Interface boosts MS Performance | Chemical & Engineering News
Volume 86 Issue 20 | p. 39 | Concentrates
Issue Date: May 19, 2008

Interface boosts MS Performance

Department: Science & Technology | Collection: Sustainability
Credit: Zheng Ouyang
Credit: Zheng Ouyang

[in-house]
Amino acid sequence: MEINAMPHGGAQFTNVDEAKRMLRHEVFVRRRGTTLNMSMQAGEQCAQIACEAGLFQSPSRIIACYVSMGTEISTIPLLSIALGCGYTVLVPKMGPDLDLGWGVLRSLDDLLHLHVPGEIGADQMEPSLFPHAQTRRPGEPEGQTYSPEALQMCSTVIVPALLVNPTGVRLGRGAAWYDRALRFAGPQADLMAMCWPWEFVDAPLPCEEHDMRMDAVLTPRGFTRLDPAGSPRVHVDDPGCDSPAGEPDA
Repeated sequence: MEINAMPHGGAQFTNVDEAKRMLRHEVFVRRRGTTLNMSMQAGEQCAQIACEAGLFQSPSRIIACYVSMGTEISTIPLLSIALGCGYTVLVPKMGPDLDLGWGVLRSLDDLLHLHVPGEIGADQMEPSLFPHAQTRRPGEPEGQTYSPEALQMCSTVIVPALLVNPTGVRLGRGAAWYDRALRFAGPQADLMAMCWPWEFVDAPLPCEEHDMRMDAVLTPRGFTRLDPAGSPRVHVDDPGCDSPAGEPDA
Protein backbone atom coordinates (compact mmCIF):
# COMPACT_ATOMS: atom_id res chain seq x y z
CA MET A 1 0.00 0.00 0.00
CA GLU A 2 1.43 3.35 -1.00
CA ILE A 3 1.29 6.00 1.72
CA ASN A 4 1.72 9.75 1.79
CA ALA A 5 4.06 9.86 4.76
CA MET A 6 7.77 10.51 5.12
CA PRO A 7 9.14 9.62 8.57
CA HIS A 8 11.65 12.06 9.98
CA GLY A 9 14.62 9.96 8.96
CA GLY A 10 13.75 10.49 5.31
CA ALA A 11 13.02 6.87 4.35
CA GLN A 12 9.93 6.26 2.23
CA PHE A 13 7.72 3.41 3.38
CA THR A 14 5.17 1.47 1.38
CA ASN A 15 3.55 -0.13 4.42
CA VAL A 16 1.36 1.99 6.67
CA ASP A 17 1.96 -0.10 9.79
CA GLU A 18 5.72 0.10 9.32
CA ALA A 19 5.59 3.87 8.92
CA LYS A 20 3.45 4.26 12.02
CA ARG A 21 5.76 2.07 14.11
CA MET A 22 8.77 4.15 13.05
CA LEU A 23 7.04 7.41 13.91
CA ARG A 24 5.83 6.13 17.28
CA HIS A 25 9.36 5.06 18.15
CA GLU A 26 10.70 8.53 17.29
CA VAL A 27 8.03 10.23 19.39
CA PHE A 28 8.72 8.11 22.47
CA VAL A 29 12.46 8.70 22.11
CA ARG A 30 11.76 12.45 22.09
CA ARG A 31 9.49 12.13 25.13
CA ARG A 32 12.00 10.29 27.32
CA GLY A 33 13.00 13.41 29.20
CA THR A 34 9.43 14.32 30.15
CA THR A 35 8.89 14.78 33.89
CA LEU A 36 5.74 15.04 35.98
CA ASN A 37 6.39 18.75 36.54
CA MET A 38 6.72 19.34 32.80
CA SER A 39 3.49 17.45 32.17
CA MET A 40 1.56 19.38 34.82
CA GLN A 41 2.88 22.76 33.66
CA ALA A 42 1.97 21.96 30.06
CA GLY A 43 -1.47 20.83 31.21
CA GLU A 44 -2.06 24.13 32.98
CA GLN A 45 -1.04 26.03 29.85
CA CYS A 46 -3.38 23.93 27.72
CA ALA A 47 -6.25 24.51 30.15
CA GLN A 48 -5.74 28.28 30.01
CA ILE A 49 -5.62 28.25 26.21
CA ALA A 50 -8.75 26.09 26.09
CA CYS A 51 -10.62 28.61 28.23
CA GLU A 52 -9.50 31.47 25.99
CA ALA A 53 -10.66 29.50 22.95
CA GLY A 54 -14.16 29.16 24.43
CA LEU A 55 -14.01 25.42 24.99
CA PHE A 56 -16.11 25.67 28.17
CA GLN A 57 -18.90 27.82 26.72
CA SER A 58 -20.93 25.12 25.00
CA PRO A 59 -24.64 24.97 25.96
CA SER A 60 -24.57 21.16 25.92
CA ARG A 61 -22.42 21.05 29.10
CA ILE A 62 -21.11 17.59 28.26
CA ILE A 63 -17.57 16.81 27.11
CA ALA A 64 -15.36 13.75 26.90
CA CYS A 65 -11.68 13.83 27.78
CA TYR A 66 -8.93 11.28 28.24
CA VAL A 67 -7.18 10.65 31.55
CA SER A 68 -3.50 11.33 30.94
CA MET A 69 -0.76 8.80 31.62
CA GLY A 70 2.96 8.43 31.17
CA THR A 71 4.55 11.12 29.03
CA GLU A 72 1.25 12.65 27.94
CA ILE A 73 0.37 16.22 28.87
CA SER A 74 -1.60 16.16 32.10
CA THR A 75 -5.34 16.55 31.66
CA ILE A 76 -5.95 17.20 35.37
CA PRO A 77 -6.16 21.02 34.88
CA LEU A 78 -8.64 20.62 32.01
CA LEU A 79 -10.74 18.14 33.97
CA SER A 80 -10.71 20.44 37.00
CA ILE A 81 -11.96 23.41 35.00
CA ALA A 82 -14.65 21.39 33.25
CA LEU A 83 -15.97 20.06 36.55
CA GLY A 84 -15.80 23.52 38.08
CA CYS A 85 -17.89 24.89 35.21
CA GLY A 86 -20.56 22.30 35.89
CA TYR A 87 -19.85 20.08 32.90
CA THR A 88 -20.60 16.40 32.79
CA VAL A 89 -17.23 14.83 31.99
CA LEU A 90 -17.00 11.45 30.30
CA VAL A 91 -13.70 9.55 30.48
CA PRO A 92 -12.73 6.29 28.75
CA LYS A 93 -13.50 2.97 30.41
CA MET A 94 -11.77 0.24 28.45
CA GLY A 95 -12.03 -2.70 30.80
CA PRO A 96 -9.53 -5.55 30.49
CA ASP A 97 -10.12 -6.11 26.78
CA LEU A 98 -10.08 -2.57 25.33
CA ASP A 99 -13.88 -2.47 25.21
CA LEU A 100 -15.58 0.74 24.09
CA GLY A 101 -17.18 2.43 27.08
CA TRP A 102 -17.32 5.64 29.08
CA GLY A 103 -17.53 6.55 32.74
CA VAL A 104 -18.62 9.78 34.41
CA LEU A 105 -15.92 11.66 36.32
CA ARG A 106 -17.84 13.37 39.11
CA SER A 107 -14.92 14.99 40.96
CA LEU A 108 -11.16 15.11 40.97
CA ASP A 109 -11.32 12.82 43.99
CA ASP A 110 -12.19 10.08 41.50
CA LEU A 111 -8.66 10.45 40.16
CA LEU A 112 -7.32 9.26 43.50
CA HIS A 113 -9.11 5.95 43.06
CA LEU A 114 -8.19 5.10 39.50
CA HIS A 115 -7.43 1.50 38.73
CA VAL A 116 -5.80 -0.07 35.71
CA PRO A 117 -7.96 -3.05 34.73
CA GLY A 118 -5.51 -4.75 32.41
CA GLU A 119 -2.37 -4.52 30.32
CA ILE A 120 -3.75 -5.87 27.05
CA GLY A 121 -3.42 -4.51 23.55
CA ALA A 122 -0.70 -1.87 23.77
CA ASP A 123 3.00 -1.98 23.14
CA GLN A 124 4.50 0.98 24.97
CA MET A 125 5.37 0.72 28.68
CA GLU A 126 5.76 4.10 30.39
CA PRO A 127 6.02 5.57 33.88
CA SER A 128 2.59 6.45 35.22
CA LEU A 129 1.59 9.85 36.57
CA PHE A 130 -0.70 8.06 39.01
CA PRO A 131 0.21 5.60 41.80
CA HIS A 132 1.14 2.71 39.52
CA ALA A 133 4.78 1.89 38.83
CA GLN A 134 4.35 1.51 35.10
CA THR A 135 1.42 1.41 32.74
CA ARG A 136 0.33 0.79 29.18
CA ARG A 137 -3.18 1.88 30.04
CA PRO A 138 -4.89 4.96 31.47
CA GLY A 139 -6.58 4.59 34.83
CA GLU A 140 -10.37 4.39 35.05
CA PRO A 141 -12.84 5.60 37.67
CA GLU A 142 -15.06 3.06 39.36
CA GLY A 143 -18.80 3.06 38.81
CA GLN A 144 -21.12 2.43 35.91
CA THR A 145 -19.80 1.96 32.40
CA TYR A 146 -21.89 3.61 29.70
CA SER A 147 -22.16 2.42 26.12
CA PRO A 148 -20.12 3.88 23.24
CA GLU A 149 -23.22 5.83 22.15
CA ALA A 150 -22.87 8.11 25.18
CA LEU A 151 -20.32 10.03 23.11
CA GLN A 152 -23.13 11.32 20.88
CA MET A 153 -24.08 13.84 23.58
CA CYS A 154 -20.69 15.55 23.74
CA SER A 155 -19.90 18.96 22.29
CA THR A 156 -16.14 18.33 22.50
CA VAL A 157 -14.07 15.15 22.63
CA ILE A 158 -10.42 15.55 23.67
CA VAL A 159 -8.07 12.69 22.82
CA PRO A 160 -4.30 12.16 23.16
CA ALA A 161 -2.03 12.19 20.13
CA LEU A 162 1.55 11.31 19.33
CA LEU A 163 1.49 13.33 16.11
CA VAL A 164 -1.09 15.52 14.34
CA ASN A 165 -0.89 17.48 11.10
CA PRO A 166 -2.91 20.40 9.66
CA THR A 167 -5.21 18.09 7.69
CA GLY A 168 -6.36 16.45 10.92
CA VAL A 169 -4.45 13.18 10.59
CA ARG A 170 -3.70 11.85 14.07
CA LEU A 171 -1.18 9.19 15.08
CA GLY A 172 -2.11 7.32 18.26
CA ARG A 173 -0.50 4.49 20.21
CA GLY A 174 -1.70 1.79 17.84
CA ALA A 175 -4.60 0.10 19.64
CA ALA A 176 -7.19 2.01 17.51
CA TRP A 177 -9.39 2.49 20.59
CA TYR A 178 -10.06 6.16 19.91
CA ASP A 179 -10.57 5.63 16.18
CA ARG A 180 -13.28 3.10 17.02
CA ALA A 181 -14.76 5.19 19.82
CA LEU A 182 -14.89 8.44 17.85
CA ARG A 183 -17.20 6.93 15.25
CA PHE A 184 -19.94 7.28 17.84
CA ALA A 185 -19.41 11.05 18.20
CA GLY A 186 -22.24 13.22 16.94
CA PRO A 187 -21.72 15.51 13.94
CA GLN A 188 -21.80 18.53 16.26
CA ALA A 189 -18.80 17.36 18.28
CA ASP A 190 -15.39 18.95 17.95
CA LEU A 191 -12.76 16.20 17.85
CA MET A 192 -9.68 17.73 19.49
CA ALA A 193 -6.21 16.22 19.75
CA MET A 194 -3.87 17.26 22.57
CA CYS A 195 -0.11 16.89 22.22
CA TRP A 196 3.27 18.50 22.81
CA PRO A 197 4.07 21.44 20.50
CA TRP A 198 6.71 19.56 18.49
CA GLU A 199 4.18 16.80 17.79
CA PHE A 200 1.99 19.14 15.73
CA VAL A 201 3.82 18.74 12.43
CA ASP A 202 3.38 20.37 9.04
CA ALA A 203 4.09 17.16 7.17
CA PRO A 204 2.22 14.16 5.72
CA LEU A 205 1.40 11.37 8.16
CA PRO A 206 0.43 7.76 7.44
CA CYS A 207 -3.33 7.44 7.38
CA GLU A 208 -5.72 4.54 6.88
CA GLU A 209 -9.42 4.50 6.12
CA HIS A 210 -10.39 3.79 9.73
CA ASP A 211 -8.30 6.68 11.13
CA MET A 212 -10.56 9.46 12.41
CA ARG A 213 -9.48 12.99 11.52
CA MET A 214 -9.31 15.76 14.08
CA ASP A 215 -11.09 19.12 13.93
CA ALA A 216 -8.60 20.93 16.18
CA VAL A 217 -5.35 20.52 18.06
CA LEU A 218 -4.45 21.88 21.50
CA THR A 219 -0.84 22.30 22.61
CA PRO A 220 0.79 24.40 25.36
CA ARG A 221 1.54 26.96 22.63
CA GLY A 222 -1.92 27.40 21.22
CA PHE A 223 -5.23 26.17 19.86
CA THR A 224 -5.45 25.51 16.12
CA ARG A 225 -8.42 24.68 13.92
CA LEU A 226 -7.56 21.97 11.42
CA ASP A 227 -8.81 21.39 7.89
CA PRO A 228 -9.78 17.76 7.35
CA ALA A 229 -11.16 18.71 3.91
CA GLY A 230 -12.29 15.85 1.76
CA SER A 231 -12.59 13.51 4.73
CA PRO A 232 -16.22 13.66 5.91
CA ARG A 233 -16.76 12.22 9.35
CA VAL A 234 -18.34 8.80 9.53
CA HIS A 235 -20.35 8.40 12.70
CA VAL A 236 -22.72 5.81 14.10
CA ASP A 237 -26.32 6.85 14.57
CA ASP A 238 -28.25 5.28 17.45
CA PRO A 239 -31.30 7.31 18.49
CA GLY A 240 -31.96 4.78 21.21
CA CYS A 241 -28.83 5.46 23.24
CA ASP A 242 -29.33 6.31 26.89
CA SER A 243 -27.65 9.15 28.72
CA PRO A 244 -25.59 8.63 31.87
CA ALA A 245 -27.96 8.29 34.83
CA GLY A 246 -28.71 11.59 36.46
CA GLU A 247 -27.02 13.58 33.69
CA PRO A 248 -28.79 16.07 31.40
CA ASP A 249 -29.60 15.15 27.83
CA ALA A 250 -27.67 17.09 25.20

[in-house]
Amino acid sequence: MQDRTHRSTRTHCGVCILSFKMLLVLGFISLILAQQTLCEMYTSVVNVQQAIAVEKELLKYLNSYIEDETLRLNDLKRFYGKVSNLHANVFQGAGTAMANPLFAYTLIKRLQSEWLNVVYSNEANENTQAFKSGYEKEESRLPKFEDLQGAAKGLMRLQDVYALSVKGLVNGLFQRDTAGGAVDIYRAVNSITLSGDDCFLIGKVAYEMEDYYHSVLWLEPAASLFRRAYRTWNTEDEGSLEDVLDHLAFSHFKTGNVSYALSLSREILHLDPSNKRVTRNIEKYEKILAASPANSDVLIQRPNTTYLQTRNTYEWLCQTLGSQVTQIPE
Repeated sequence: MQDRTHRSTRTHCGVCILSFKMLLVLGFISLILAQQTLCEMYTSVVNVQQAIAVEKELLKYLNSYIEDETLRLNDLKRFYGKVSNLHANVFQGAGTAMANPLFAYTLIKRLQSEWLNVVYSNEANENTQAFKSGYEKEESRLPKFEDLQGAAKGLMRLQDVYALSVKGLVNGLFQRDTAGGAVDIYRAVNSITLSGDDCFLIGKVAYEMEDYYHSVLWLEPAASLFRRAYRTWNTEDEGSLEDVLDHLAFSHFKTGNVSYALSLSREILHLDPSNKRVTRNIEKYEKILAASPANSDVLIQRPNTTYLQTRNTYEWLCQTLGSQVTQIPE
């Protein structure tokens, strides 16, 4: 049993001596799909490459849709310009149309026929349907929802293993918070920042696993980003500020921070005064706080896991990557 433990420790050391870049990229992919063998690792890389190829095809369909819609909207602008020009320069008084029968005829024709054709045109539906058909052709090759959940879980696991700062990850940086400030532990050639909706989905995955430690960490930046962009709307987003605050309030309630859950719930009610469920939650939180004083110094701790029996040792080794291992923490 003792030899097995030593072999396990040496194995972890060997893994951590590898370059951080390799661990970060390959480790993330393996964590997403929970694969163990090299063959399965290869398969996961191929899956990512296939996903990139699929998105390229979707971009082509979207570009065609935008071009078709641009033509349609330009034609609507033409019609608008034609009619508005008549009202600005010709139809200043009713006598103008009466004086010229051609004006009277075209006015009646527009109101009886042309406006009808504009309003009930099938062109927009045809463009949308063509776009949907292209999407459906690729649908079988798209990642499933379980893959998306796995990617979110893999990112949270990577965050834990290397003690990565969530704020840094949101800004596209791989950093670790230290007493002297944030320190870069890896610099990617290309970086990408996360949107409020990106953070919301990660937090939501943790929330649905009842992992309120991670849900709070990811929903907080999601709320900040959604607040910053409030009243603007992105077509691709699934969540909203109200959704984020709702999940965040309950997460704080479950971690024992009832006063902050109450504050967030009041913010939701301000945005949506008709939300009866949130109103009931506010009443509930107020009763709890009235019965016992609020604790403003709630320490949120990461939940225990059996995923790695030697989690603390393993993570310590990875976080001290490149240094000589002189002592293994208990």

Many popular mass spectrometry methods require an atmospheric-pressure interface to couple the ionization source to the mass analyzer. The typical configuration for the interface, which consists of an open channel and a series of differential pumping stages, has changed very little since it was first introduced. Such a configuration doesn't work well with mass analyzers with limited pumping capacities, such as miniaturized mass spectrometers. R. Graham Cooks, Zheng Ouyang, and Liang Gao of Purdue University have devised a discontinuous atmospheric-pressure interface (DAPI) that improves the performance of mass spectrometers with limited pumping capacity (Anal. Chem., DOI: 10.1021/ac800014v). DAPI links the ion source to the mass analyzer via two steel capillaries joined by silicone tubing. Gases are pulsed into the mass analyzer at high flow rates by pinching and releasing the silicone tubing. Using DAPI, the Purdue team connected various types of ionizers to a miniature rectilinear ion trap mass analyzer, with which they achieved part-per-billion limits of detection.

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